Constructed entirely of white marble in less than nine years, the Parthenon is widely regarded as the epitome of ancient Greek architecture. Built on a hill in the middle of Athens, known as the Acropolis, the Parthenon was dedicated to the Greek goddess Athena. Travel there with me, on a virtual field trip.
"The debate over the Parthenon Marbles has been going on for two centuries and seems to be coming to a head. The statues and reliefs that Lord Elgin had come to draw and make molds from and ended up taking back to England have been in the British Museum almost that long." Lord Elgin, a British ambassador to the Ottoman Empire in the early nineteenth century, was given permission by the Turks to mold and sketch the sculpture in the Parthenon. With a few bribes, however, his workers found it more convenient to simply take the treasures back to Britain. Learn more about the Elgin Marbles at this site from travel writer Matt Barrett.
"The Athenian Acropolis is home to one of the most famous buildings in the world: the Parthenon. This temple was built for the goddess Athena. It was decorated with beautiful sculptures which represent the greatest achievement of Greek artists." For middle and high-school students, this interactive exhibit from the British Museum is part of their larger Ancient Greece site. It has lots to explore and concludes with a challenge to build your own Greek temple honoring Athena.
"Considering all the abuse it has taken over the two and a half millennia since it was built, it is remarkable that the Parthenon is still standing. Now a Greek-led team is working hard to ensure it does for centuries to come." Visit this PBS site to view the one-hour TV special (divided into five chapters) and to explore the three online interactives titled Restoring the Ruin, Scenes from a Quarry and The Parthenon's Many Lives (trace its life as a temple, church, mosque, ammunition store, and army barracks).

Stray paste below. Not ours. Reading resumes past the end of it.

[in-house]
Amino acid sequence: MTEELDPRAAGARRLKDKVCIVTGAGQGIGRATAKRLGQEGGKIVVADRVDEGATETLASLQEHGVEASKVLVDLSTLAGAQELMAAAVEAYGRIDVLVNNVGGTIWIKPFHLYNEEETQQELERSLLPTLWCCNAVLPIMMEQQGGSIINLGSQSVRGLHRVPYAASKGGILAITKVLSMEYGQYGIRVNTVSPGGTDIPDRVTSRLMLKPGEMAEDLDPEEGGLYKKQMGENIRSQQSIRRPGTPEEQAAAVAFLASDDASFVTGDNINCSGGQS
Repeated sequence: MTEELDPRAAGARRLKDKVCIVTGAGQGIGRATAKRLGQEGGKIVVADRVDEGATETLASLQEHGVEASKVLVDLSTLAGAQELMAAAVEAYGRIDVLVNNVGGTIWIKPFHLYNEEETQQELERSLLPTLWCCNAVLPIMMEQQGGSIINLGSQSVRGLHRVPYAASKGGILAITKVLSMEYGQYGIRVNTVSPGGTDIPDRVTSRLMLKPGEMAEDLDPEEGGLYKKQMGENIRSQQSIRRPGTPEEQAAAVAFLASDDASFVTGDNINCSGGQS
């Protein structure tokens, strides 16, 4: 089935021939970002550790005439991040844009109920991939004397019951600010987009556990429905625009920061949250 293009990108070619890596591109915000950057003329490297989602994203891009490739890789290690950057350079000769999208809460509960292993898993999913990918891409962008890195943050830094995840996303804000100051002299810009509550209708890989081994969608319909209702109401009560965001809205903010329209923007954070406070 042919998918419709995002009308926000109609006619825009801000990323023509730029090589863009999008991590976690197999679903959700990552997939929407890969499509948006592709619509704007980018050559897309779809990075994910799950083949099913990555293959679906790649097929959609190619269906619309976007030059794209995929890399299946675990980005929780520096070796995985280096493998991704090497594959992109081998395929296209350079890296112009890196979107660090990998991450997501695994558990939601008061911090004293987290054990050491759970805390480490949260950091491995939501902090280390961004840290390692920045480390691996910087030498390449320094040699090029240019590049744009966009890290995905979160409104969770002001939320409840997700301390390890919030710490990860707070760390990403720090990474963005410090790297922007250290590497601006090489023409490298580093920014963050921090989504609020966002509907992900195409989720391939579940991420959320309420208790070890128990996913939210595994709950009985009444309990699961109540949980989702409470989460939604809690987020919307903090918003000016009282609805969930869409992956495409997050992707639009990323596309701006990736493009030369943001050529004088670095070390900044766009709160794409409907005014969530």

From the humanities department of Reed College in Portland, Oregon, these class notes are a must visit for those writing school reports. Notable sections include an introduction to the three main types of Greek columns: Doric, Ionic, and Corinthian. Unfortunately some of the photo galleries are not available to the public, but only visible to those on the internal Reed College network.
Created by a team at USC, this computer-generated animation reunites the Parthenon with its many treasures now housed at the British Museum and elsewhere. The two and a half minute film is viewable in Windows and QuickTime formats. If you have a VRML (Virtual Reality Modeling Language) plugin installed in your browser, you can also view the Sculpture Garden Gallery, a sampling of the 150 Parthenon sculptures scanned at the Basel Skulpturhalle in Switzerland, which has a collection of plaster casts of all known Parthenon sculptures.